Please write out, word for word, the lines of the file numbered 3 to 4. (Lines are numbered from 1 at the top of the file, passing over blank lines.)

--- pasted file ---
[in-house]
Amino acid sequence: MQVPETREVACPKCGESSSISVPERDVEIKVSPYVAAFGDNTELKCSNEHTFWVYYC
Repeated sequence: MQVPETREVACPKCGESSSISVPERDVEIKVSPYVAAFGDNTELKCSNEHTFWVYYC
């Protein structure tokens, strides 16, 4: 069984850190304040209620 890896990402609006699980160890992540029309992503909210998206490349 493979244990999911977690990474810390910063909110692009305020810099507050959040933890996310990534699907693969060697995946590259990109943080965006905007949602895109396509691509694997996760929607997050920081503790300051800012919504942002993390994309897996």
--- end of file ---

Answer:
Repeated sequence: MQVPETREVACPKCGESSSISVPERDVEIKVSPYVAAFGDNTELKCSNEHTFWVYYC
């Protein structure tokens, strides 16, 4: 069984850190304040209620 890896990402609006699980160890992540029309992503909210998206490349 493979244990999911977690990474810390910063909110692009305020810099507050959040933890996310990534699907693969060697995946590259990109943080965006905007949602895109396509691509694997996760929607997050920081503790300051800012919504942002993390994309897996």